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Episodes: Perfect enemies of the good


Emily VanDerWerff

Oct 04 2016

4 min read



A couple of days ago, I was talking about Manchester by the Sea with someone, trying to convince them to see it (for whatever reason, I run into a ton of people who just find the idea of this movie very unappealing, and I wonder if I am alone in that), and I told them, finally, that it was pretty close to a perfect movie.

This is, I think, more or less true. The acting is exquisite. The script is one of the best structured screenplays in recent memory. The direction is impeccable. Every frame of this movie does exactly what it needs to. No more, and no less.

It's a better movie in almost every way than director Kenneth Lonergan's previous film, 2011's Margaret. But I don't really know that it's as great of a movie as Margaret -- if that makes sense.

The older I get, the less I respond to works of art that approach perfection beyond the moment in which I'm experiencing them. Instead, I love staggeringly ambitious things that come close, but ultimately fall short of everything they're trying to do. They feel more to me like they emerge from human beings, I guess.

This dynamic, for me, played out in TV with Breaking Bad and Mad Men. The former was a more perfect work, where even the rough edges seemed part of an intricate, perfectly thought out design. Mad Men was all over the place. It would sometimes do whole stretches of episodes that didn't seem to add up to much. But it felt more human to me somehow, more open to the mess and weirdness at the center of the soul.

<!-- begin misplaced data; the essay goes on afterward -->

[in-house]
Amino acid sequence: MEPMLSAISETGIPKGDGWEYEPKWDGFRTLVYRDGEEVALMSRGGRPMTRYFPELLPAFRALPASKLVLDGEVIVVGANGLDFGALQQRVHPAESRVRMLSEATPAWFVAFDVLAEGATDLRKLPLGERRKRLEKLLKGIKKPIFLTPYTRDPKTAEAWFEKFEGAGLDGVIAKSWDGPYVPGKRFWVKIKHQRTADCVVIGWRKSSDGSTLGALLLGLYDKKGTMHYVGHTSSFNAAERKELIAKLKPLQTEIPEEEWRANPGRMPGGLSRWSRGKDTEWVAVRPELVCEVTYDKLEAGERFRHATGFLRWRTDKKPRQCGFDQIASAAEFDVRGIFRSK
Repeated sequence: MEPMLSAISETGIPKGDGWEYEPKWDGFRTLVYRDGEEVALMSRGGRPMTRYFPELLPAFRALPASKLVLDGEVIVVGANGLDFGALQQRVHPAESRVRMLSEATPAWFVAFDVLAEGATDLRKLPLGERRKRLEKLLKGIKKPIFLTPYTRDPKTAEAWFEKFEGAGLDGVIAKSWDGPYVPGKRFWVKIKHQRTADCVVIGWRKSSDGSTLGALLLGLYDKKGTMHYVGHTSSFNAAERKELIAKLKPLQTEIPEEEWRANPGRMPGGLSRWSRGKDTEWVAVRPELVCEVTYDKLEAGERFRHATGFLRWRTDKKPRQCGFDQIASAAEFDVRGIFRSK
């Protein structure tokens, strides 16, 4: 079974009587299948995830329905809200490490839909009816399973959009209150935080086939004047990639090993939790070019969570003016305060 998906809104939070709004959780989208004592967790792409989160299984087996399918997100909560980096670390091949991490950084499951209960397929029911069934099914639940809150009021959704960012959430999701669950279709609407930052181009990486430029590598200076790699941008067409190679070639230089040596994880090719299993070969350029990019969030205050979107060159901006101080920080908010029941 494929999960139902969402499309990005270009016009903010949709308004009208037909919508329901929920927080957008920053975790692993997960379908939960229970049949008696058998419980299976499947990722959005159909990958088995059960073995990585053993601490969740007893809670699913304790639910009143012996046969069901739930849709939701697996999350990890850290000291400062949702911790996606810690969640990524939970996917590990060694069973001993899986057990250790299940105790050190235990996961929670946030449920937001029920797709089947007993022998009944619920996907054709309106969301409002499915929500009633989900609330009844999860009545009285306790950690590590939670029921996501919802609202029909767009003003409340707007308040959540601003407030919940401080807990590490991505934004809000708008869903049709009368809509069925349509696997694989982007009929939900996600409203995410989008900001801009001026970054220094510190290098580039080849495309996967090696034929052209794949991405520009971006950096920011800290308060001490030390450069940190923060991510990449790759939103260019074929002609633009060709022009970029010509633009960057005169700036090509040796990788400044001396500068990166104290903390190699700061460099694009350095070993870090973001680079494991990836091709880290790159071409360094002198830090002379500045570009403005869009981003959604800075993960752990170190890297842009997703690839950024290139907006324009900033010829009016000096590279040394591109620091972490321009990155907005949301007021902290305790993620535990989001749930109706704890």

And this has really been more and more true as I've gotten older. When I was a teenager, something like, say, The Shawshank Redemption, with its puzzlebox structure and its sense of every little piece being part of a more perfect whole really spoke to me. But when I've revisited that film as an adult, I still like it but also feel like it's airless and closed off from the world. It feels a little like a snowglobe.

I think maybe it comes back to whether you want art to be an object -- a perfect thing that you can hold up in the sky and admire -- or whether you want it to be a reflection of something imperfect but breathing and bleeding and messy. I've been known to take too much to heart the movies and TV shows I see where the mess is right there, in front of me, and I've been taken to task for that a few times by people who routinely follow my work and wonder just what the hell I'm talking about some of the time.

This probably stems from my religious upbringing (doesn't everything?!), where perfection, in art as in life, was unattainable, and to try to attain it was to fall short, endlessly. We are, none of us, problems to be solved, or puzzles to put back together. Approaching art as an object suggests there's some carefully hewn version of our own universe, where everything makes sense, and all of the pieces add up. But when we see it as a reflection, we can hopefully realize it's just as strange and messy as human beings are.

So yes, give me the perfect movies, the novels written with great exactitude, the TV shows where every little hint adds up. But I'll always be drawn back to the story that shoots for the stars and plummets earthward when it realizes how off the mark it was. Somewhere in there, I might catch a better glimpse of myself.


Episodes is published three-ish times per week, and more if I feel like it. It is mostly about television, except when it's not. Suggest topics for future installments via email or on Twitter. Read more of my work at Vox Dot Com.

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